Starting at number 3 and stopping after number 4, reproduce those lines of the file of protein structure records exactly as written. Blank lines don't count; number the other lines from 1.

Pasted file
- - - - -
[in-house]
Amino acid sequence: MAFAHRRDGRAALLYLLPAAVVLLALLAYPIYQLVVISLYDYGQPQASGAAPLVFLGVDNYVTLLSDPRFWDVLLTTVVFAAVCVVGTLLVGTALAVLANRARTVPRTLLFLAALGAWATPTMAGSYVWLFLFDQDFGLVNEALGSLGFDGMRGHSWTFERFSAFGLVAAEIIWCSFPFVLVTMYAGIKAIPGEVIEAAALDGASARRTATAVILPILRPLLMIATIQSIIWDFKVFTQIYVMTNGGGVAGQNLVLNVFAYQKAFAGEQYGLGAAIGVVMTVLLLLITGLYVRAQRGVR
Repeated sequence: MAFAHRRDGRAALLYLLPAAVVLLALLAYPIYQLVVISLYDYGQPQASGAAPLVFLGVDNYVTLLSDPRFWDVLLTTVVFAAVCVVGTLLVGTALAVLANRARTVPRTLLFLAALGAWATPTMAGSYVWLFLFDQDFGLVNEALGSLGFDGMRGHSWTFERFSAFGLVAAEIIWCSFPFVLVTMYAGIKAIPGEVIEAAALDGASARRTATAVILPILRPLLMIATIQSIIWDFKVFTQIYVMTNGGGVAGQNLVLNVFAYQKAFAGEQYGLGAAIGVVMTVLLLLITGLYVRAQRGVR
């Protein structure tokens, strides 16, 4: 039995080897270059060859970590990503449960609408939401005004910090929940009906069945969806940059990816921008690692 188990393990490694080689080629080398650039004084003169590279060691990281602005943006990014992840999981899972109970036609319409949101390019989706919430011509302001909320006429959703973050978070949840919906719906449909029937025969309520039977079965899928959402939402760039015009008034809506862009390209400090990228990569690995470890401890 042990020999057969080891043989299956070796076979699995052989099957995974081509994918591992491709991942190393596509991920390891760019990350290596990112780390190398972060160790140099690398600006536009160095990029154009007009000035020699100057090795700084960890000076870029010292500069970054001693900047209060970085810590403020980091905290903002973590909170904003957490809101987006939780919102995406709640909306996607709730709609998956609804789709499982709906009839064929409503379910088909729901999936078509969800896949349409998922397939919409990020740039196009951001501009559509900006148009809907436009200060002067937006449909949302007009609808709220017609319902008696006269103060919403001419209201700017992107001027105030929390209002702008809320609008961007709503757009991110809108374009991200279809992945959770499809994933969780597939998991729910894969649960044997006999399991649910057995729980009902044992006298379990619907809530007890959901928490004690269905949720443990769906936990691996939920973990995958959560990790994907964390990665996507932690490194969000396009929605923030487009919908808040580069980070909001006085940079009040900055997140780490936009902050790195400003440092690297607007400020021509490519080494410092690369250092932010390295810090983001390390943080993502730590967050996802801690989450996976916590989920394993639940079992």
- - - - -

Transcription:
Repeated sequence: MAFAHRRDGRAALLYLLPAAVVLLALLAYPIYQLVVISLYDYGQPQASGAAPLVFLGVDNYVTLLSDPRFWDVLLTTVVFAAVCVVGTLLVGTALAVLANRARTVPRTLLFLAALGAWATPTMAGSYVWLFLFDQDFGLVNEALGSLGFDGMRGHSWTFERFSAFGLVAAEIIWCSFPFVLVTMYAGIKAIPGEVIEAAALDGASARRTATAVILPILRPLLMIATIQSIIWDFKVFTQIYVMTNGGGVAGQNLVLNVFAYQKAFAGEQYGLGAAIGVVMTVLLLLITGLYVRAQRGVR
């Protein structure tokens, strides 16, 4: 039995080897270059060859970590990503449960609408939401005004910090929940009906069945969806940059990816921008690692 188990393990490694080689080629080398650039004084003169590279060691990281602005943006990014992840999981899972109970036609319409949101390019989706919430011509302001909320006429959703973050978070949840919906719906449909029937025969309520039977079965899928959402939402760039015009008034809506862009390209400090990228990569690995470890401890 042990020999057969080891043989299956070796076979699995052989099957995974081509994918591992491709991942190393596509991920390891760019990350290596990112780390190398972060160790140099690398600006536009160095990029154009007009000035020699100057090795700084960890000076870029010292500069970054001693900047209060970085810590403020980091905290903002973590909170904003957490809101987006939780919102995406709640909306996607709730709609998956609804789709499982709906009839064929409503379910088909729901999936078509969800896949349409998922397939919409990020740039196009951001501009559509900006148009809907436009200060002067937006449909949302007009609808709220017609319902008696006269103060919403001419209201700017992107001027105030929390209002702008809320609008961007709503757009991110809108374009991200279809992945959770499809994933969780597939998991729910894969649960044997006999399991649910057995729980009902044992006298379990619907809530007890959901928490004690269905949720443990769906936990691996939920973990995958959560990790994907964390990665996507932690490194969000396009929605923030487009919908808040580069980070909001006085940079009040900055997140780490936009902050790195400003440092690297607007400020021509490519080494410092690369250092932010390295810090983001390390943080993502730590967050996802801690989450996976916590989920394993639940079992």